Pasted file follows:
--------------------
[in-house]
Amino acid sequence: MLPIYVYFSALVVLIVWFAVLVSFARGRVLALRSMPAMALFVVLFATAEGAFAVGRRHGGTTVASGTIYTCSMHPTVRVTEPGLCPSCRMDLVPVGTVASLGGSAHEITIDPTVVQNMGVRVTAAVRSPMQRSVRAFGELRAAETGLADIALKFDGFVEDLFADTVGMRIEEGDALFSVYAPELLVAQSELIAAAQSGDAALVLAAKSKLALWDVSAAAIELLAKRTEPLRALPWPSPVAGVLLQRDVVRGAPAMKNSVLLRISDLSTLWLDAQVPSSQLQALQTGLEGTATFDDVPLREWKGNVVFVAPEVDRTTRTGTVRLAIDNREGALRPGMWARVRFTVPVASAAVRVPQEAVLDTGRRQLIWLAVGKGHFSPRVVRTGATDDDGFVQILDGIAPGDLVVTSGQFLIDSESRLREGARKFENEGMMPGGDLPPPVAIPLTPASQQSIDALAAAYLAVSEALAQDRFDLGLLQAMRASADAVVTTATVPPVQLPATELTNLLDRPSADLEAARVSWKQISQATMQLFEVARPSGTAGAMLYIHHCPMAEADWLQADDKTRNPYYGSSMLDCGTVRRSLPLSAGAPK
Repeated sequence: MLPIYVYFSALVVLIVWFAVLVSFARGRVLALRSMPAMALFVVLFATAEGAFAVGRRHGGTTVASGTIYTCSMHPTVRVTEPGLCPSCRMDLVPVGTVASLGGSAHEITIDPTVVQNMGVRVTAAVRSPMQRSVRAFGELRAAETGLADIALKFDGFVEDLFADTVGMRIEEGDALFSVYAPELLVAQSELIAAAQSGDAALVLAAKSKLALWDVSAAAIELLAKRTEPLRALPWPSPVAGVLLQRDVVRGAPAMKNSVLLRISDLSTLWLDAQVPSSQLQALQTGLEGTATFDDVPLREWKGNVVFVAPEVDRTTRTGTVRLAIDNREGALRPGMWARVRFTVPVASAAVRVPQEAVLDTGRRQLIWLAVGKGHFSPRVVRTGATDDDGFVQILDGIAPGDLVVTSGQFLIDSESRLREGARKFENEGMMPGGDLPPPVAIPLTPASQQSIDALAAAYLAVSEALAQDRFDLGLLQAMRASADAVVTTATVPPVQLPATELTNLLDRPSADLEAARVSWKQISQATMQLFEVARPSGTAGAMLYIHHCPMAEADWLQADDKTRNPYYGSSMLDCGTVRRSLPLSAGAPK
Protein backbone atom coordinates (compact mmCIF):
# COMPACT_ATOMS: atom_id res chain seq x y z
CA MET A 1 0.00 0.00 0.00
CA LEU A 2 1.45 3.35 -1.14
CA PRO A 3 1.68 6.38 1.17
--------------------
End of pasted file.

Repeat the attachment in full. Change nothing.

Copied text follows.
[in-house]
Amino acid sequence: MLPIYVYFSALVVLIVWFAVLVSFARGRVLALRSMPAMALFVVLFATAEGAFAVGRRHGGTTVASGTIYTCSMHPTVRVTEPGLCPSCRMDLVPVGTVASLGGSAHEITIDPTVVQNMGVRVTAAVRSPMQRSVRAFGELRAAETGLADIALKFDGFVEDLFADTVGMRIEEGDALFSVYAPELLVAQSELIAAAQSGDAALVLAAKSKLALWDVSAAAIELLAKRTEPLRALPWPSPVAGVLLQRDVVRGAPAMKNSVLLRISDLSTLWLDAQVPSSQLQALQTGLEGTATFDDVPLREWKGNVVFVAPEVDRTTRTGTVRLAIDNREGALRPGMWARVRFTVPVASAAVRVPQEAVLDTGRRQLIWLAVGKGHFSPRVVRTGATDDDGFVQILDGIAPGDLVVTSGQFLIDSESRLREGARKFENEGMMPGGDLPPPVAIPLTPASQQSIDALAAAYLAVSEALAQDRFDLGLLQAMRASADAVVTTATVPPVQLPATELTNLLDRPSADLEAARVSWKQISQATMQLFEVARPSGTAGAMLYIHHCPMAEADWLQADDKTRNPYYGSSMLDCGTVRRSLPLSAGAPK
Repeated sequence: MLPIYVYFSALVVLIVWFAVLVSFARGRVLALRSMPAMALFVVLFATAEGAFAVGRRHGGTTVASGTIYTCSMHPTVRVTEPGLCPSCRMDLVPVGTVASLGGSAHEITIDPTVVQNMGVRVTAAVRSPMQRSVRAFGELRAAETGLADIALKFDGFVEDLFADTVGMRIEEGDALFSVYAPELLVAQSELIAAAQSGDAALVLAAKSKLALWDVSAAAIELLAKRTEPLRALPWPSPVAGVLLQRDVVRGAPAMKNSVLLRISDLSTLWLDAQVPSSQLQALQTGLEGTATFDDVPLREWKGNVVFVAPEVDRTTRTGTVRLAIDNREGALRPGMWARVRFTVPVASAAVRVPQEAVLDTGRRQLIWLAVGKGHFSPRVVRTGATDDDGFVQILDGIAPGDLVVTSGQFLIDSESRLREGARKFENEGMMPGGDLPPPVAIPLTPASQQSIDALAAAYLAVSEALAQDRFDLGLLQAMRASADAVVTTATVPPVQLPATELTNLLDRPSADLEAARVSWKQISQATMQLFEVARPSGTAGAMLYIHHCPMAEADWLQADDKTRNPYYGSSMLDCGTVRRSLPLSAGAPK
Protein backbone atom coordinates (compact mmCIF):
# COMPACT_ATOMS: atom_id res chain seq x y z
CA MET A 1 0.00 0.00 0.00
CA LEU A 2 1.45 3.35 -1.14
CA PRO A 3 1.68 6.38 1.17